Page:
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The Pamphlet Collection of Sir Robert Stout: Volume 47

Californian Experience

page 77

Californian Experience.

The exhaustion of the easier diggings in California has had the effect of creating new plans of management and new appliances and methods of working; and so will it be year after year in British Columbia. In California, at the present time, many small claims are thrown together, so as to be worked on a grand scale under a single business administration. Long bed rock-tunnels are made to secure outlet and drainage to deep and extensive basins of gold-bearing gravel, covering often many individual claims, none of which could otherwise have been worked. Various other labour-and money-saving expedients have been adopted to aid the effect of this co-operation of labour and consolidation of interests. Not the least remarkable fact in California is, that new kinds of mineral deposits have been discovered, additionally to the ordinary "placers" and "quartz veins." (In British Columbia we have not yet even begun to work our quartz veins.) Successively in California have been brought to light those singular deposits known as "gold bluffs" and "gold beaches;" the "dead rivers," with their strata of auriferous cement and gravel; the deep hydraulic banks, almost mountains of gold-bearing material; the beds of "gossan" and broad belts of slate, also auriferous; and finally, the "seam diggings," consisting of narrow veins of decomposed quartz, running irregularly through porphyritic and other formations, and which, being full of free gold, and, withal, so friable that they can be broken down with a pick, and often with even a stream of water, are likely to become the sources of extensive and profitable mining. Already a good many have embarked in the business of working these "seams."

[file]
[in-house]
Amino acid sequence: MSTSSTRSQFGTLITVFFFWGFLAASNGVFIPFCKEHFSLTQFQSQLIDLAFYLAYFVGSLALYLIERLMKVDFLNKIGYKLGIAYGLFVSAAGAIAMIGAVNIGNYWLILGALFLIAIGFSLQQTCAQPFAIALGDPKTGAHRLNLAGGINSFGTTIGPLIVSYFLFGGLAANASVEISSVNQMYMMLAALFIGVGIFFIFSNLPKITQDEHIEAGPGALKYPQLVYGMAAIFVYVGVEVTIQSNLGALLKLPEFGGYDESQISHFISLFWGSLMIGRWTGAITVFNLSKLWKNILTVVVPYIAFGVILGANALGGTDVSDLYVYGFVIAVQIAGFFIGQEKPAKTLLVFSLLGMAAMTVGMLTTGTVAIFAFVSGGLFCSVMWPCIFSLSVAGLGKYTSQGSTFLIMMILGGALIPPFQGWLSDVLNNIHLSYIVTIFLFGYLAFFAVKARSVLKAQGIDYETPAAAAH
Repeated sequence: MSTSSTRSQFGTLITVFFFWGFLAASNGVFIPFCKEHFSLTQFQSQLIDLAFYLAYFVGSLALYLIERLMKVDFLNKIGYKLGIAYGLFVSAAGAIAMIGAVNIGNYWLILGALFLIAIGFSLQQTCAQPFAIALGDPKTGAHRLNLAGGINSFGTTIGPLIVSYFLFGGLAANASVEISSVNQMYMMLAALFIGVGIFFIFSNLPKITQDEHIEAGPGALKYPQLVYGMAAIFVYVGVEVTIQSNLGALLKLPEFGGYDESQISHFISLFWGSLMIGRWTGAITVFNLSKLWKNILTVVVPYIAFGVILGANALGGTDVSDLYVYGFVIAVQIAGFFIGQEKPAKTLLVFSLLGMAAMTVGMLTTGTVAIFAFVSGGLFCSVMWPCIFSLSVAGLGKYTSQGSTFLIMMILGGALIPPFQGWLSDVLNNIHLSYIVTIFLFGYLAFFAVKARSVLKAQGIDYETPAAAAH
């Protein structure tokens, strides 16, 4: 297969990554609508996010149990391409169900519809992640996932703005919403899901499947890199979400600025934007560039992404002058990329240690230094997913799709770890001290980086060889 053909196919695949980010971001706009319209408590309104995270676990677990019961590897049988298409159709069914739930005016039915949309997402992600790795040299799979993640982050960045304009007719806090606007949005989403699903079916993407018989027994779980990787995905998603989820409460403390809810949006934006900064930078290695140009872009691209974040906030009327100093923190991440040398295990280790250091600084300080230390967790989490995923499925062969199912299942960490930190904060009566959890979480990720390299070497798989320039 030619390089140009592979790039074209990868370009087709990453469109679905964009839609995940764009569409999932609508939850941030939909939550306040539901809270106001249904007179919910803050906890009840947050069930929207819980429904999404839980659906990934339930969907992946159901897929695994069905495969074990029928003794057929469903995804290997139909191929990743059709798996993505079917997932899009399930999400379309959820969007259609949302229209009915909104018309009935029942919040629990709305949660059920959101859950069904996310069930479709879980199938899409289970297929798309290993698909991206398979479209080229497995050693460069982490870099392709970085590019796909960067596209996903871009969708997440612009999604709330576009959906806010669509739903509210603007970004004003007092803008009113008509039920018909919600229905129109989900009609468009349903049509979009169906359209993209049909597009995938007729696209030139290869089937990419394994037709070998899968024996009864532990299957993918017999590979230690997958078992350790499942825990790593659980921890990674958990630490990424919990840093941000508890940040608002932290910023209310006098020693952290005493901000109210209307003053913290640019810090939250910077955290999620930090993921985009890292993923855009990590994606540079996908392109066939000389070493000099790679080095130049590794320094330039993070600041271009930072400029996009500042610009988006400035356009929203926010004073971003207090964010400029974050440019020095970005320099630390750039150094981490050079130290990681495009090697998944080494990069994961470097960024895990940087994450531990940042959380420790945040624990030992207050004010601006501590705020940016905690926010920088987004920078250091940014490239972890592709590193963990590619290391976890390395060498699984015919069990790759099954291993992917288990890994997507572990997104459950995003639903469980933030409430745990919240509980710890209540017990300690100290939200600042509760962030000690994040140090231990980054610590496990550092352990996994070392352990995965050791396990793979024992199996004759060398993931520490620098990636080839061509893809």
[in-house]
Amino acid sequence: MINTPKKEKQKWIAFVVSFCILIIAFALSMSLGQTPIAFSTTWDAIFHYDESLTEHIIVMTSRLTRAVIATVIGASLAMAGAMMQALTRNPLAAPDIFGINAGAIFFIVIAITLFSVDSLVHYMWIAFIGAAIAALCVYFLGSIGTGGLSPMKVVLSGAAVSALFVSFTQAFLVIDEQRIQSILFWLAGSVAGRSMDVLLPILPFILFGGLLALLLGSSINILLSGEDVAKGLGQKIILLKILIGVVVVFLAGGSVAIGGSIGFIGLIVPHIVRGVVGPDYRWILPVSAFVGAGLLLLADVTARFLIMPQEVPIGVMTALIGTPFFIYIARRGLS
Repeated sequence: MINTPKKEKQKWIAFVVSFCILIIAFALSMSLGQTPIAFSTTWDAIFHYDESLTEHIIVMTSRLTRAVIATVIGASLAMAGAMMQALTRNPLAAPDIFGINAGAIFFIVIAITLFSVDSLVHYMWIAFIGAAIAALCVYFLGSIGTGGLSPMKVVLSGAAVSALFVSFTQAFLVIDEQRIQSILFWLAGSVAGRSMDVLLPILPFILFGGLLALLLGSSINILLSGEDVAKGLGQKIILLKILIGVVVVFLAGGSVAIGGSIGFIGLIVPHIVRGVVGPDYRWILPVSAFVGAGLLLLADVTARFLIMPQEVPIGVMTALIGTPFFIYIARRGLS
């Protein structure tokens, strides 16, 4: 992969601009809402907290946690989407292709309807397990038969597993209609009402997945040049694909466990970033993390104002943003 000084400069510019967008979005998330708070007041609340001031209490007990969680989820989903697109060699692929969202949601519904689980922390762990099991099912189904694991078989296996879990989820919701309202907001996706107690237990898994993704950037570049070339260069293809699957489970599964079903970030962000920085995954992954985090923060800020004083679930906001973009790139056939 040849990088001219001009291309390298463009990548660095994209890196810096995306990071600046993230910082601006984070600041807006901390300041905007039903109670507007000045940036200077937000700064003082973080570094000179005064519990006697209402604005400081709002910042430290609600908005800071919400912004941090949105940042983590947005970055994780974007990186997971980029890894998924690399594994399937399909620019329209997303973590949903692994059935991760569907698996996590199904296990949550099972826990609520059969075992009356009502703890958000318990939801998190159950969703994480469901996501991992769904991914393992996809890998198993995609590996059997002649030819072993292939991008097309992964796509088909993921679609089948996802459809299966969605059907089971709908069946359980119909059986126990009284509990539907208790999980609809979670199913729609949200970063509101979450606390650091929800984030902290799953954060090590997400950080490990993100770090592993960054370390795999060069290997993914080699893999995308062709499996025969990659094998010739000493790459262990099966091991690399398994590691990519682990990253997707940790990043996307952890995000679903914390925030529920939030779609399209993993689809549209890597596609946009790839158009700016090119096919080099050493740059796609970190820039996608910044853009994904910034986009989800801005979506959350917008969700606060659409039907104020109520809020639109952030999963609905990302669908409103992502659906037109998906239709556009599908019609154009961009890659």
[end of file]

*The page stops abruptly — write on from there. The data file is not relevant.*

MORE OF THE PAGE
The "dead rivers" and hydraulic banks are worked on a vast scale, being now the principal theatres of placer-mining in California. The auriferous gossans, some of which were worked quite extensively a number of years ago, are again attracting attention.

The San Francisco Herald and Market Review, 17th January, 1873, contains the following:—

"It is curious to observe how almost every one of those discoveries of gold which, like Fraser River (British Columbia), &c., had come to be regarded popularly as the sheerest delusions, have all the while been the theatres of a tolerably extensive and prosperous mining industry . . . . . .After proceeding from one description of deposit to another, our miners return and attack those earliest discovered and which had at first been slighted, or perhaps wholly discarded, under the impression that they were unworthy of notice.

"In this manner the vast accumulations of tailings, at first abandoned without any thought that they would ever be looked after more, have since been re-washed, in some cases several times over, and are still preserved for additional operations, when sufficient gold shall have been liberated by further decomposition to warrant the same. Thus it is, certain of our diggings possess a sort of perennial existence, growing out of this power to renew themselves from time to time."

The whole of the above is a lesson to gold-mining croakers.